Racing Australia certainly wasn't happy when the names of two racehorses were blared over the speakers at a recent race meet.
Deagon Racecourse in the outer suburbs of Brisbane rounded out 2020 with a couple of races.
It was all fine and dandy until the eighth race saw the arrival of 'Lovin' Deqoque'.
The race horse eventually finished fourth in that battle and it's not hard to imagine how the name was yelled out. If you're still struggling, the Deqoque can sound a lot like De-c**k.
If the embarrassing name wasn't enough, the following race saw 'Get On Deqoque' finish second.
While racing fans were bursting at the seams when they looked at the race guide, Racing Australia insisted the names were actually pronounced 'Lovin' De-quo' and 'Get On De-quo'.
CEO of Racing Australia Myles Forman told 7News: "We contact the owners when they lodge the names to make sure we know how the horse names are pronounced and what the meaning of the name is.
"And in this case it's De-quo."
Despite this, the confusion was simply too much for Racing Australia to allow the names to be potentially mispronounced at another race meeting.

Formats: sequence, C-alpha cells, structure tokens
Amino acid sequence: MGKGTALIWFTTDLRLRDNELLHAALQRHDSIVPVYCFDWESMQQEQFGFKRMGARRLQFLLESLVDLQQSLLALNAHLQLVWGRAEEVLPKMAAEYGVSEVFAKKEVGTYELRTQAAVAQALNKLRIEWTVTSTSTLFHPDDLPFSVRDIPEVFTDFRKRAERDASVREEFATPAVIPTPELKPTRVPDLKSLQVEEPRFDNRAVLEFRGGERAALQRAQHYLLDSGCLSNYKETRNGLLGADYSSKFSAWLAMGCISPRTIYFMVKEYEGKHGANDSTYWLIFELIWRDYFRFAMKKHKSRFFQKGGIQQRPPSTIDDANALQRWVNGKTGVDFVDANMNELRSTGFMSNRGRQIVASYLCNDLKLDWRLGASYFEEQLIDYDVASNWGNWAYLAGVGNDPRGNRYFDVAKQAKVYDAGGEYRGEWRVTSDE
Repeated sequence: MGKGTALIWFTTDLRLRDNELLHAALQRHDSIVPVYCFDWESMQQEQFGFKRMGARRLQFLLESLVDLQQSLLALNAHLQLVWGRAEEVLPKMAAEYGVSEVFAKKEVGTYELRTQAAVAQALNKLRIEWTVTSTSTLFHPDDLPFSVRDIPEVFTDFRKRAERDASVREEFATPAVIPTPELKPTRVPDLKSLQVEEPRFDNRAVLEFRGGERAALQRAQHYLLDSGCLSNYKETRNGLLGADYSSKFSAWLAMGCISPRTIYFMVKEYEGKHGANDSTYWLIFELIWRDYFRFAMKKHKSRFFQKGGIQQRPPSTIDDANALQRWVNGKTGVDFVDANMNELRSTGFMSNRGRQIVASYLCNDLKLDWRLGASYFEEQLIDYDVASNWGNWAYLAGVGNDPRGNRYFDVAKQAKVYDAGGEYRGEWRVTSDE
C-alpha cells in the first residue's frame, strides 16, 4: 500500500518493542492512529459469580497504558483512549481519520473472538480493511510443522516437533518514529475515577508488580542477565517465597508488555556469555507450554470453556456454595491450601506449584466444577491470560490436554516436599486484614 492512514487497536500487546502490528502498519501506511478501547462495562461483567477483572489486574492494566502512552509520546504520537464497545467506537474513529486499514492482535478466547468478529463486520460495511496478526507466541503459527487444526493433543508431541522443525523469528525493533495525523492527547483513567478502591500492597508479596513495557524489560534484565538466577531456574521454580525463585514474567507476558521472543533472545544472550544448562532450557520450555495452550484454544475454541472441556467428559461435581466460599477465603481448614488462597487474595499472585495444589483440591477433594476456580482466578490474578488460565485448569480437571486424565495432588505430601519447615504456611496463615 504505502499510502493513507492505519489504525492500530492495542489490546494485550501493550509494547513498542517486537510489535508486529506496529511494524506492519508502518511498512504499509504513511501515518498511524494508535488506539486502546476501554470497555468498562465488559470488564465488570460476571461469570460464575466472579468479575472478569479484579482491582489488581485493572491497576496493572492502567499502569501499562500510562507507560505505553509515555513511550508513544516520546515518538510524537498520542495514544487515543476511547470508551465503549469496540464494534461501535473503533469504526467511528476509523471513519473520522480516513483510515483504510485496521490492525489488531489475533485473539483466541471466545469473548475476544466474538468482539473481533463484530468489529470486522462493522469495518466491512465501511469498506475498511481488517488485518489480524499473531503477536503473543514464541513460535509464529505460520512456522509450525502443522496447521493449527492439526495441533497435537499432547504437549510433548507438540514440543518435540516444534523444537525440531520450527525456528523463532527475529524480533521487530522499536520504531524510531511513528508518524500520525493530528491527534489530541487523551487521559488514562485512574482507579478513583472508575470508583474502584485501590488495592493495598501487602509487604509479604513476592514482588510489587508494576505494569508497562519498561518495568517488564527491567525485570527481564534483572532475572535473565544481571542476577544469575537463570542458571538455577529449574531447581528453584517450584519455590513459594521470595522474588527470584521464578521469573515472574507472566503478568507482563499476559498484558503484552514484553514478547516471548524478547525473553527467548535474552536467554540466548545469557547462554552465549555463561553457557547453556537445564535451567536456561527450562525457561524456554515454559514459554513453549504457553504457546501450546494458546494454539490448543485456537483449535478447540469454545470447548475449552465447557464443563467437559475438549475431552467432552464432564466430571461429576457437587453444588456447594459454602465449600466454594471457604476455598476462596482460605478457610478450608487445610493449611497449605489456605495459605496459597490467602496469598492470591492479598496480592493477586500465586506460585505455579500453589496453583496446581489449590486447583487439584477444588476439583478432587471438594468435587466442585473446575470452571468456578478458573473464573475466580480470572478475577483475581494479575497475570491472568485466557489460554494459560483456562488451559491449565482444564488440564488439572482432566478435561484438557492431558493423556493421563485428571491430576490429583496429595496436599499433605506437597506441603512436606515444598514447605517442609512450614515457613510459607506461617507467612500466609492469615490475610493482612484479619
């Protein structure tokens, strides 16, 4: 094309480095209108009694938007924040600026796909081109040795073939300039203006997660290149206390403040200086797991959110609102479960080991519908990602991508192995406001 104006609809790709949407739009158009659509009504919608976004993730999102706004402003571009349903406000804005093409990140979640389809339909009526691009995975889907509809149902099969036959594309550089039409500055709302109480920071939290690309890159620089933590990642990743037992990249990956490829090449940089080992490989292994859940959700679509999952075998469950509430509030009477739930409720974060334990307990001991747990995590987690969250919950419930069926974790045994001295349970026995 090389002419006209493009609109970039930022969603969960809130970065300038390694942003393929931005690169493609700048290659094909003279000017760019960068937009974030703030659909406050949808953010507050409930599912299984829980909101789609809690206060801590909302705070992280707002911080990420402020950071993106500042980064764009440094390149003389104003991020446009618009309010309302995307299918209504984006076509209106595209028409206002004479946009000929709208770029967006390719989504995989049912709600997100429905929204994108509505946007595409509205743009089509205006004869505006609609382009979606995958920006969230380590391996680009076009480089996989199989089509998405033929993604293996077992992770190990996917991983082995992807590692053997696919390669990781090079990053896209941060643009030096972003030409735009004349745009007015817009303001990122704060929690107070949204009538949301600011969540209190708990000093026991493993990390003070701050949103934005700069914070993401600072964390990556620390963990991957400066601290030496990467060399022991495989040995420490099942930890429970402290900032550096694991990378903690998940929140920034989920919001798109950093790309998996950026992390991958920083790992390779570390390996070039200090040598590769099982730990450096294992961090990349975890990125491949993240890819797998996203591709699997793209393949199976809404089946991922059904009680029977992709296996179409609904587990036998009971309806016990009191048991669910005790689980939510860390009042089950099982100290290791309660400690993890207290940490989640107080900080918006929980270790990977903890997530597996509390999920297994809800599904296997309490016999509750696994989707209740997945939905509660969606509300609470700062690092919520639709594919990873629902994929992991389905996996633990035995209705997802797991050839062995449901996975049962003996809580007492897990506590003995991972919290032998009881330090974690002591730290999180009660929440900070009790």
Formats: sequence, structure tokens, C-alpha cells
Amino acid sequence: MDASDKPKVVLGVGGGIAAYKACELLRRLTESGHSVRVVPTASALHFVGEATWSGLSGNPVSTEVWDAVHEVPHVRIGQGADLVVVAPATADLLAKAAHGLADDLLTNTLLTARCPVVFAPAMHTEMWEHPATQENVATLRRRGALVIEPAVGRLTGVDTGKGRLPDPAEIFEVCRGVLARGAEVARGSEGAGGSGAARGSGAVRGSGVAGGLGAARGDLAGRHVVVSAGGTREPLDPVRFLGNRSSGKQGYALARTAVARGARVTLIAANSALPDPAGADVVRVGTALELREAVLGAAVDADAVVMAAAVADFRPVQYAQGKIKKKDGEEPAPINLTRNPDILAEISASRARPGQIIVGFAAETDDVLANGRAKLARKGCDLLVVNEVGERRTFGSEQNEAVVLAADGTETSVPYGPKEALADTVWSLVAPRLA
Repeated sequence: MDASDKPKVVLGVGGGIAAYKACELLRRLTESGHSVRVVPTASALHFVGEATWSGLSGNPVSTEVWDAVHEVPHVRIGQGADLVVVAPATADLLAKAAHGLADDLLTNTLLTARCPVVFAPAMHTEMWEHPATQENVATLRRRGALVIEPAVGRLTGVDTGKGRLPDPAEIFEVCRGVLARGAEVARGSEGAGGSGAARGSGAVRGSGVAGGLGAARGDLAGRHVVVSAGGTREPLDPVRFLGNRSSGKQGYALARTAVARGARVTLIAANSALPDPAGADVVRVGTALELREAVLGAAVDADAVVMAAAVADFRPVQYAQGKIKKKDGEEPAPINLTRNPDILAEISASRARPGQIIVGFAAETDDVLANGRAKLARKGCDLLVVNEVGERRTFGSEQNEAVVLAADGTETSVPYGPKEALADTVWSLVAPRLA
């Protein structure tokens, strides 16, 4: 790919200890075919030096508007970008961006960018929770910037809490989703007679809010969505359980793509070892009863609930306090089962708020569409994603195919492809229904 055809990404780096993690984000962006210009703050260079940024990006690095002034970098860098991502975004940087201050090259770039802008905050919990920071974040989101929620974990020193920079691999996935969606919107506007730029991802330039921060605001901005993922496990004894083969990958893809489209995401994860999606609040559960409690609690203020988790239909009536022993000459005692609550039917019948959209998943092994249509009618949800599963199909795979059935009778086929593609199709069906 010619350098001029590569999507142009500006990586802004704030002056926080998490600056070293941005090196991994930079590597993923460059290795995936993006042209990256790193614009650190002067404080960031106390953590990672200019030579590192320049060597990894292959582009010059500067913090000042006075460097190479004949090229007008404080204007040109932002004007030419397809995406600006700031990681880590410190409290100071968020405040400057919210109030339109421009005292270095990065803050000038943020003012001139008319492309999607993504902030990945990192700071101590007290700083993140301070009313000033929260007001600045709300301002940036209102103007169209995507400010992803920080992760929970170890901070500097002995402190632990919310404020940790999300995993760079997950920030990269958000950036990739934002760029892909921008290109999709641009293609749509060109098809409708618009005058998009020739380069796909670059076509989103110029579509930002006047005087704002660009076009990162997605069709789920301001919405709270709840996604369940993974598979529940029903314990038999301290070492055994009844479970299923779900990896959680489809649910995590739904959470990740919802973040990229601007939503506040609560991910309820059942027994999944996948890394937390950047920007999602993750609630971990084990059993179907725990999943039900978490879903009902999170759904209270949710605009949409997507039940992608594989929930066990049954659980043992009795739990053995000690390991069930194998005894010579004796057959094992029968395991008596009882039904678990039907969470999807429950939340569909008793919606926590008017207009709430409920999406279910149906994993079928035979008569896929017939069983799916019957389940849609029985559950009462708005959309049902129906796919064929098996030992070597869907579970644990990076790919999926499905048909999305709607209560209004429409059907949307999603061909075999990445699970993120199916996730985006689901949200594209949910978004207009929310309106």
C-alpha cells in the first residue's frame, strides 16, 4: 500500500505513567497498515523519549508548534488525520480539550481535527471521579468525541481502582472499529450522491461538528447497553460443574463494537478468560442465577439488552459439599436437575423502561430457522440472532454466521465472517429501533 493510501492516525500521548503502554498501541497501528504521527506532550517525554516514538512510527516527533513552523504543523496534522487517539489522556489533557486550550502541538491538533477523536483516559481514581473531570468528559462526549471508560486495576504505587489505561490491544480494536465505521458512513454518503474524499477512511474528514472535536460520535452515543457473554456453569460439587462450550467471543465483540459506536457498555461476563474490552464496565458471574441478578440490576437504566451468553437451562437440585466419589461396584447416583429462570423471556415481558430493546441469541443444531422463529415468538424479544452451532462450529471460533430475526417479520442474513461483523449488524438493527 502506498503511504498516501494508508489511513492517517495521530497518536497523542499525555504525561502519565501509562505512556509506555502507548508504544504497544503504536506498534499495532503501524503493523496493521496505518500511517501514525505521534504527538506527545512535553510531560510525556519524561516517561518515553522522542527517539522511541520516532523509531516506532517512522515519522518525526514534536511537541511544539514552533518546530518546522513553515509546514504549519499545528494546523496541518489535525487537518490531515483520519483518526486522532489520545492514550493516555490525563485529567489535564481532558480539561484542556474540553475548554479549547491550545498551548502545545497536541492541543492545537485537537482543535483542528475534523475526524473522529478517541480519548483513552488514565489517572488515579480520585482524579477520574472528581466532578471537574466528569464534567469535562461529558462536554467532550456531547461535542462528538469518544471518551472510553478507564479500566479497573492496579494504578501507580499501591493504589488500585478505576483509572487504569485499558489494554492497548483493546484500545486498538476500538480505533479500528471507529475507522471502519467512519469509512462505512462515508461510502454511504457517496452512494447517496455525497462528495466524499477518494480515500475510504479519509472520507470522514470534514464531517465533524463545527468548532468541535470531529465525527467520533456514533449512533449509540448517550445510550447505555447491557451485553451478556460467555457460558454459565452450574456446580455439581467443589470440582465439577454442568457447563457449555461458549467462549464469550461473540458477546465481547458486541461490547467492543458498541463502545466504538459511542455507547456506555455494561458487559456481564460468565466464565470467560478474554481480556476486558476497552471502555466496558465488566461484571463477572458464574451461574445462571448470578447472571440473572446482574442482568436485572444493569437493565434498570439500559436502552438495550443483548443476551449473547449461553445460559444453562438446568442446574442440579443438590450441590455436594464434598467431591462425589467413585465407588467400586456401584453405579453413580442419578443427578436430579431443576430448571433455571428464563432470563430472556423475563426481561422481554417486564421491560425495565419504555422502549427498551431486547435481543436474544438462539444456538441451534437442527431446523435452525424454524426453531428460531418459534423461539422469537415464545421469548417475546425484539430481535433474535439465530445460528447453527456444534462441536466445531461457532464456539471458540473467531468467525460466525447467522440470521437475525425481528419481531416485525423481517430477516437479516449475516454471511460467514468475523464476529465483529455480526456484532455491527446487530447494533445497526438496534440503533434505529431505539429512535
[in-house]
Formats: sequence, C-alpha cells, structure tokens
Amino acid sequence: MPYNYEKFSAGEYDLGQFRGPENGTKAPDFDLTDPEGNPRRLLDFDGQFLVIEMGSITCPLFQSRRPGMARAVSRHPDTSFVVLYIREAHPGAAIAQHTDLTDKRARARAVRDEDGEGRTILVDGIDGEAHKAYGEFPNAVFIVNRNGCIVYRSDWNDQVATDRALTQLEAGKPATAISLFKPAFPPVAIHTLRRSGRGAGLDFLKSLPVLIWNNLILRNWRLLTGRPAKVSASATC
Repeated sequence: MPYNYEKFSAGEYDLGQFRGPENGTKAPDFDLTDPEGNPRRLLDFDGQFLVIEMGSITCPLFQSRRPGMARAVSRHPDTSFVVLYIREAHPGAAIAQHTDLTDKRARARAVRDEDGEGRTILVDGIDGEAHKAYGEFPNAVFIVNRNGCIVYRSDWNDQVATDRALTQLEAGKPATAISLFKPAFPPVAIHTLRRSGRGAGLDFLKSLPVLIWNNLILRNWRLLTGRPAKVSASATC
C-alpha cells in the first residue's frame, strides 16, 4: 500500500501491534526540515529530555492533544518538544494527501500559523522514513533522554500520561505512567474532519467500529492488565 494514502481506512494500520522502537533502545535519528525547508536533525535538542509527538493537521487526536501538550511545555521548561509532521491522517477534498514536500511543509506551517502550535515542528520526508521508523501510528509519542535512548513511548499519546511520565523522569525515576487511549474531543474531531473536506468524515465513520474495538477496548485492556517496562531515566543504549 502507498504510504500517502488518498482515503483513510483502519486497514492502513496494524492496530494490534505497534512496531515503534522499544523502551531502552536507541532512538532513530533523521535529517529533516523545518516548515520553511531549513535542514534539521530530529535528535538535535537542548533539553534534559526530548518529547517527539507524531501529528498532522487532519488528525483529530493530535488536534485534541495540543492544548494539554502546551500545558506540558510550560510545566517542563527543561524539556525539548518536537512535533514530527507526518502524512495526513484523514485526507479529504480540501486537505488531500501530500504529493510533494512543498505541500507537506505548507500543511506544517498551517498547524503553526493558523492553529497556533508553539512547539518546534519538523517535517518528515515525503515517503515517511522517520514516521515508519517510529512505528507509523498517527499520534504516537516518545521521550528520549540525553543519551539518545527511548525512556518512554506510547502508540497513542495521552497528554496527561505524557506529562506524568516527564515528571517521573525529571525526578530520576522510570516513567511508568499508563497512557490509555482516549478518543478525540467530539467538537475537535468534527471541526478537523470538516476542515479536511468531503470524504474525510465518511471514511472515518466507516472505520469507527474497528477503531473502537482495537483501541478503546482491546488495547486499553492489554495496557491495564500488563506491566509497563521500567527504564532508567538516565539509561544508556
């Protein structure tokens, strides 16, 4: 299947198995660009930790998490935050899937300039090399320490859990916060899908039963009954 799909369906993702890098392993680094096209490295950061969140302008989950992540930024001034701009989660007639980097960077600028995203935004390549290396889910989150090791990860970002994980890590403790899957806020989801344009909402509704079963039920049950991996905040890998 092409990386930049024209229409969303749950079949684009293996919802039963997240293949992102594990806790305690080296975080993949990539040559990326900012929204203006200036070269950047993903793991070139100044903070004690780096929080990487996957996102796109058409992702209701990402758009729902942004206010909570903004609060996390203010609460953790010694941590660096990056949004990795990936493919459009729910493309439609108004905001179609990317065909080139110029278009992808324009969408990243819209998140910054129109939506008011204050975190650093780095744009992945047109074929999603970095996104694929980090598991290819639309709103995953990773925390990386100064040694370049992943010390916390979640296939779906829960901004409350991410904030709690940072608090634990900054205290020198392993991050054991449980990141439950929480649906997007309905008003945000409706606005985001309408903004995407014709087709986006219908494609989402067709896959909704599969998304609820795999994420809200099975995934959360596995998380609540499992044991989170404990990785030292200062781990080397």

As a result, they've kindly asked the owners if they had any other names they'd like to bless their horses with.
"Racing Australia has now reviewed the names and irrespective of how they are intended to be pronounced is working with the Owner for the names of the horses to be changed before they next race," Forman told 7News.
There are more than 12,000 name applications ever year in Australia and the governing body has a strict policy on what you can and can't use to name a horse.
The policy states 'Racing Australia may refuse to register any horse name it deems undesirable, for any reason' and that it can 'cancel any horse's registered name for any reason it thinks fit'.
A horse can't have a name that is longer than 18 characters, including spaces and apostrophes. Racing Australia won't allow punctuation marks other than apostrophes and names can be rejected if they are 'difficult to pronounce or read'.
They will also reject applications where the meaning or origin of the name 'cannot be satisfactorily substantiated'.
Featured Image Credit: PA
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